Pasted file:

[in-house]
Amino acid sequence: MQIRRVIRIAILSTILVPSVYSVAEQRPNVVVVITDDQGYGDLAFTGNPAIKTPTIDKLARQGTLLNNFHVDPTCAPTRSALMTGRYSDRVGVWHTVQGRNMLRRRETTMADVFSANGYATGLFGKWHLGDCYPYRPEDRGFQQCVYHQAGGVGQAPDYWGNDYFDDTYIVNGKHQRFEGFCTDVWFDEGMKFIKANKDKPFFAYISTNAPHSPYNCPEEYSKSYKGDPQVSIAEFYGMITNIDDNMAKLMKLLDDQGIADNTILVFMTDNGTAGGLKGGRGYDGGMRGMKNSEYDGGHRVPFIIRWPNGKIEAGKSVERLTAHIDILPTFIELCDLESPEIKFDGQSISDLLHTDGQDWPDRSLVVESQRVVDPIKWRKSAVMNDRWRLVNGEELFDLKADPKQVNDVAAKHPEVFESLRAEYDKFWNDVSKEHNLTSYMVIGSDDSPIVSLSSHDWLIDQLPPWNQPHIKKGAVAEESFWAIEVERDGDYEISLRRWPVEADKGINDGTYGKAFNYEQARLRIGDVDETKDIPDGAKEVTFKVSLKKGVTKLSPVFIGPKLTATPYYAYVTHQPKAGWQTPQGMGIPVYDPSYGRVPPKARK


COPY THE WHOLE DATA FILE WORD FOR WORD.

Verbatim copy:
[in-house]
Amino acid sequence: MQIRRVIRIAILSTILVPSVYSVAEQRPNVVVVITDDQGYGDLAFTGNPAIKTPTIDKLARQGTLLNNFHVDPTCAPTRSALMTGRYSDRVGVWHTVQGRNMLRRRETTMADVFSANGYATGLFGKWHLGDCYPYRPEDRGFQQCVYHQAGGVGQAPDYWGNDYFDDTYIVNGKHQRFEGFCTDVWFDEGMKFIKANKDKPFFAYISTNAPHSPYNCPEEYSKSYKGDPQVSIAEFYGMITNIDDNMAKLMKLLDDQGIADNTILVFMTDNGTAGGLKGGRGYDGGMRGMKNSEYDGGHRVPFIIRWPNGKIEAGKSVERLTAHIDILPTFIELCDLESPEIKFDGQSISDLLHTDGQDWPDRSLVVESQRVVDPIKWRKSAVMNDRWRLVNGEELFDLKADPKQVNDVAAKHPEVFESLRAEYDKFWNDVSKEHNLTSYMVIGSDDSPIVSLSSHDWLIDQLPPWNQPHIKKGAVAEESFWAIEVERDGDYEISLRRWPVEADKGINDGTYGKAFNYEQARLRIGDVDETKDIPDGAKEVTFKVSLKKGVTKLSPVFIGPKLTATPYYAYVTHQPKAGWQTPQGMGIPVYDPSYGRVPPKARK